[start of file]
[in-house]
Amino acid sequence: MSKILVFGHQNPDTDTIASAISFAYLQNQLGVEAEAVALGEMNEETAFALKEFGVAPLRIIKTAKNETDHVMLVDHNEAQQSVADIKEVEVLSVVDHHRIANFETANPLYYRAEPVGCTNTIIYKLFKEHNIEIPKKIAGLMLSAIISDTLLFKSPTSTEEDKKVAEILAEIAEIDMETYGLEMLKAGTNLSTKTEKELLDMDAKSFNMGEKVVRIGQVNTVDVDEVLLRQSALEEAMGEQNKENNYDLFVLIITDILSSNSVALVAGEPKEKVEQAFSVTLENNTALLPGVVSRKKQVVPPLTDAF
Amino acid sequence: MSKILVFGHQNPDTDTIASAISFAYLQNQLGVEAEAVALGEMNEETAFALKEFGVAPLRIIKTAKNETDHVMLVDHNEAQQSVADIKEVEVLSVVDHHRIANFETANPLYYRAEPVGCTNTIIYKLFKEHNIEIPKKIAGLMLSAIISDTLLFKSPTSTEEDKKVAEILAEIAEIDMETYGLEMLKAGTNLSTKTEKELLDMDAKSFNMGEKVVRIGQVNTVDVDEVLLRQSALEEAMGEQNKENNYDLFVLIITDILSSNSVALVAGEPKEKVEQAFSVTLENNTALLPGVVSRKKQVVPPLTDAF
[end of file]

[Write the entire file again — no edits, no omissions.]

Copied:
[in-house]
Amino acid sequence: MSKILVFGHQNPDTDTIASAISFAYLQNQLGVEAEAVALGEMNEETAFALKEFGVAPLRIIKTAKNETDHVMLVDHNEAQQSVADIKEVEVLSVVDHHRIANFETANPLYYRAEPVGCTNTIIYKLFKEHNIEIPKKIAGLMLSAIISDTLLFKSPTSTEEDKKVAEILAEIAEIDMETYGLEMLKAGTNLSTKTEKELLDMDAKSFNMGEKVVRIGQVNTVDVDEVLLRQSALEEAMGEQNKENNYDLFVLIITDILSSNSVALVAGEPKEKVEQAFSVTLENNTALLPGVVSRKKQVVPPLTDAF
Amino acid sequence: MSKILVFGHQNPDTDTIASAISFAYLQNQLGVEAEAVALGEMNEETAFALKEFGVAPLRIIKTAKNETDHVMLVDHNEAQQSVADIKEVEVLSVVDHHRIANFETANPLYYRAEPVGCTNTIIYKLFKEHNIEIPKKIAGLMLSAIISDTLLFKSPTSTEEDKKVAEILAEIAEIDMETYGLEMLKAGTNLSTKTEKELLDMDAKSFNMGEKVVRIGQVNTVDVDEVLLRQSALEEAMGEQNKENNYDLFVLIITDILSSNSVALVAGEPKEKVEQAFSVTLENNTALLPGVVSRKKQVVPPLTDAF